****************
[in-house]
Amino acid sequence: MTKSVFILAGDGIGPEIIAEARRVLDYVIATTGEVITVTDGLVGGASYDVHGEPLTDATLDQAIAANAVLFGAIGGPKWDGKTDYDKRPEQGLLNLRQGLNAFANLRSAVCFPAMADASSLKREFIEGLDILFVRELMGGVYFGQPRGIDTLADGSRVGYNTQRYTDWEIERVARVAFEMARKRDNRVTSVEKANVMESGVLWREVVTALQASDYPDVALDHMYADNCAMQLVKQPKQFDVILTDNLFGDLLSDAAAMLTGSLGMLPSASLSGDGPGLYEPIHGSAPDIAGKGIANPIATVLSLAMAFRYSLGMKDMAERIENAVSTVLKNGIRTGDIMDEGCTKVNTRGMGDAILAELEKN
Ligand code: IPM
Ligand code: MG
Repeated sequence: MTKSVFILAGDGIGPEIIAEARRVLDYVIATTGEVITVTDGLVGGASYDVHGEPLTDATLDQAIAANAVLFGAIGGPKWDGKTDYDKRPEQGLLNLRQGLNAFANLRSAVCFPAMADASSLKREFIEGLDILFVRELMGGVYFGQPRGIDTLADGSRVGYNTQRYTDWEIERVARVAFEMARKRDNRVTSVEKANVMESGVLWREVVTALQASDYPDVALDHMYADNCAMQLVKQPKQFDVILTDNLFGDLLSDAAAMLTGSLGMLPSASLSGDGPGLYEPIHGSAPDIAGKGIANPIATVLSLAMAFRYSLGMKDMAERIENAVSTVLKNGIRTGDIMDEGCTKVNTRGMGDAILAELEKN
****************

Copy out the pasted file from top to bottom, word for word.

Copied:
[in-house]
Amino acid sequence: MTKSVFILAGDGIGPEIIAEARRVLDYVIATTGEVITVTDGLVGGASYDVHGEPLTDATLDQAIAANAVLFGAIGGPKWDGKTDYDKRPEQGLLNLRQGLNAFANLRSAVCFPAMADASSLKREFIEGLDILFVRELMGGVYFGQPRGIDTLADGSRVGYNTQRYTDWEIERVARVAFEMARKRDNRVTSVEKANVMESGVLWREVVTALQASDYPDVALDHMYADNCAMQLVKQPKQFDVILTDNLFGDLLSDAAAMLTGSLGMLPSASLSGDGPGLYEPIHGSAPDIAGKGIANPIATVLSLAMAFRYSLGMKDMAERIENAVSTVLKNGIRTGDIMDEGCTKVNTRGMGDAILAELEKN
Ligand code: IPM
Ligand code: MG
Repeated sequence: MTKSVFILAGDGIGPEIIAEARRVLDYVIATTGEVITVTDGLVGGASYDVHGEPLTDATLDQAIAANAVLFGAIGGPKWDGKTDYDKRPEQGLLNLRQGLNAFANLRSAVCFPAMADASSLKREFIEGLDILFVRELMGGVYFGQPRGIDTLADGSRVGYNTQRYTDWEIERVARVAFEMARKRDNRVTSVEKANVMESGVLWREVVTALQASDYPDVALDHMYADNCAMQLVKQPKQFDVILTDNLFGDLLSDAAAMLTGSLGMLPSASLSGDGPGLYEPIHGSAPDIAGKGIANPIATVLSLAMAFRYSLGMKDMAERIENAVSTVLKNGIRTGDIMDEGCTKVNTRGMGDAILAELEKN